Rulebook: Part Three
I Call It Luck
This spring, SW:TCG will see the release of Revenge of the Sith -- and with it, a new rulebook. Michael Mikaelian continues his coverage of exactly what this rulebook will contain, what's been added, what's been changed -- this time looking at the Lucky mechanic.
While Henry Stern, Wizards of the Coast R&D lead developer for the Star Wars TCG, had a list of topics he wanted the Star Wars Guru discussion group members to tackle for the Revenge of the Sith rulebook, those topics weren’t the only things discussed by the group. One topic pondered deeply—some felt a little too deeply—was the Lucky ability.
Not All Luck is Good
Currently, Lucky X is defined as: “Each attack, you may reroll X of this unit’s attack dice, or have your opponent reroll X attack dice against it.” The #1 detail that escaped many players reading this ability for the first time was its lack of the words “up to.” Without that modifying phrase, there’s the potential for some unpleasant situations. A unit with Lucky 2 or greater must reroll that many dice if the player chooses to use the Lucky ability. Choosing to reroll fewer dice is not an option.
For example, Anakin Skywalker (J)’s Pilot ability that gives his unit Lucky 2 is great—when the Dark Side rolls two or more hits against Anakin’s unit. When a Dark Side unit rolls multiple dice and only scores one hit, now the Light Side has a lot of thinking to do. Does the Light Side player use Lucky to reroll two dice from the attack—a hit and a miss—or just take the hit?
If an attacking unit has Critical Hit, Accuracy, or some other nasty attack-related ability, using Lucky to reroll a hit and a miss could increase the damage. Is this really in the spirit of the Lucky ability? While the Star Wars Guru group didn’t think so, there was some concern about how adding “up to” would make this already useful ability too good. A unit with multiple Lucky abilities could reroll the same die twice, not reroll any misses, and would never be forced to reroll hits.
Statistically speaking, Lucky is good. It turns a 50% chance of a single die rolling a hit into a 75% chance of success. That’s if it’s used only once on that die. Two Lucky abilities influencing the same die increase the chance of success to 83%. And that’s only if the attacking unit doesn’t have Accuracy. Defensively, the odds are inverted: one roll yields a hit 50% of the time; two, 25% of the time; and three, 17% of the time. Against a unit with Armor and two Lucky abilities, the chances of hitting are almost nonexistent.
The group slung around a lot of math to support all of this. Here are some examples of what they were subjected to in the name of research.
Chances of a Lucky unit hitting with a single die roll, by method:
|Type of Roll
||X+Y (one reroll)
||X then Y (two rerolls)
|Accuracy 0 (normal attack)
|Accuracy –1 (or vs. Armor)
|Natural 6 (reroll any result)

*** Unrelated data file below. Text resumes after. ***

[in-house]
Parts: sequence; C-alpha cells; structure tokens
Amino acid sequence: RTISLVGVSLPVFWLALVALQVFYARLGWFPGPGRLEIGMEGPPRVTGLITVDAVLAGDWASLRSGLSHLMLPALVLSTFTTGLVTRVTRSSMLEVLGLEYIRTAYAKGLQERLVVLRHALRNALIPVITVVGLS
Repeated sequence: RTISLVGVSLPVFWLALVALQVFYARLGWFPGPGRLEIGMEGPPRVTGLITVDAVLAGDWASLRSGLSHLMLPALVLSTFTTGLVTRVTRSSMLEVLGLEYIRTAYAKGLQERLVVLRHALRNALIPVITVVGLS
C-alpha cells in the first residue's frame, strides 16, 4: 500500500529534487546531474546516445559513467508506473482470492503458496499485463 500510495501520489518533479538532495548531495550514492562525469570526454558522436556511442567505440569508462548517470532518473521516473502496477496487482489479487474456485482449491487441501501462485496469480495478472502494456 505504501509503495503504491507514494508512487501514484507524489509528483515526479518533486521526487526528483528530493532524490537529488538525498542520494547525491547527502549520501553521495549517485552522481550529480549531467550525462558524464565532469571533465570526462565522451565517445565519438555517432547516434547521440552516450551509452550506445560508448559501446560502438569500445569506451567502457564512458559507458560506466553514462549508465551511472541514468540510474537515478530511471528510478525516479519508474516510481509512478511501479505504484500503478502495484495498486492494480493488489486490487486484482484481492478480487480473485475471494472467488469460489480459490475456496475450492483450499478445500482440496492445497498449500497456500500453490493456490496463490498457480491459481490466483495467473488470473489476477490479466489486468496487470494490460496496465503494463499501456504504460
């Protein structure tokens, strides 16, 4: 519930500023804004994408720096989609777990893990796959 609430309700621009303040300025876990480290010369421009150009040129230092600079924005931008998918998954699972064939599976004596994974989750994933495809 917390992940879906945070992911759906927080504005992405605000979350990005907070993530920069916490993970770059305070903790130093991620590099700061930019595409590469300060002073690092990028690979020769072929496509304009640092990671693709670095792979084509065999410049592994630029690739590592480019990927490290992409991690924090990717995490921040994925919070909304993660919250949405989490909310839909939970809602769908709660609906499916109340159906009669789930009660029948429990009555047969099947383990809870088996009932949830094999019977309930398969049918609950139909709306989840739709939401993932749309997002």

|(reroll misses only)
h/6 + (h/6*m/6)
X then Y
h/6 + (h/6*m/6) + (h/6*m/6*m/6)
h = number of different possible hit results
m = number of different possible miss results
The X-Y Debate
The working term for using one Lucky ability, seeing the results, and then using a second Lucky ability was dubbed the “X then Y” method. “X then Y” seemed quite powerful in theory, and had the advantage of being the way it’s currently done. Another proposed method, “X+Y,” called for all of a unit’s Lucky abilities to combine into one Lucky value. Such a unit can only use Lucky once per attack, and each increment of Lucky can only affect a different die.
“X then Y” gives low-power Lucky units incredible punch. They’re not quite Accuracy 3 units, but they might as well be. One thing Lucky can do that Accuracy can’t is give the player extra chances to trigger a Critical Hit. “X then Y” excels at this. Rerolling the same die twice in hopes of a Critical Hit increases the odds from 17% to 31% of the reroll coming up a 6. “X then Y” also outperforms Armor when defending against low-power units. Armor protects against damage 66% of the time. If every attack die is covered by Lucky, it protects 75% of the time. If each die is double covered, say hello to 83% protection. “X then Y” doesn’t perform nearly as well when used with greater power values, but low-powered units are far more common in Star Wars TCG.
“X+Y” puts a limit on this odds stacking. In order for this method to work, however, Lucky must include the phrase “up to.” If it doesn’t, the ability becomes even more counterintuitive: You’d rather have a Lucky 2 Pilot on a Space unit than one with Lucky 1. Together, you could only reroll three dice, not two or one.
After the first table comparing “X then Y” to “X+Y” circulated, Henry let us know not to worry too much about it. It was pretty clear that “X+Y” was preferable. Starting with the release of Revenge of the Sith, Lucky will read: “Each attack, you may reroll up to X of this unit’s attack dice or have your opponent reroll up to X attack dice against it.” The glossary also makes it clear that you add all of a unit’s Lucky abilities together before rerolling any attack dice.
What About Bad Luck?
Another idea that came up was the concept of a negative Lucky value. Greedo (B) has Accuracy –1, why not define what Lucky –X would mean while there’s a chance to get it into a rulebook? In essence, Lucky –X would give the other player’s unit Lucky X when the “Unlucky” unit was attacking or defending. This seemed like a perfect ability for Greedo or a version of Boba Fett based on his last film encounter with Han Solo. Despite its potential as a space saver, however, Lucky –X does not appear in the Revenge of the Sith rulebook.
Noodling how Lucky should be played was just a warm-up for our next topic: turn order.
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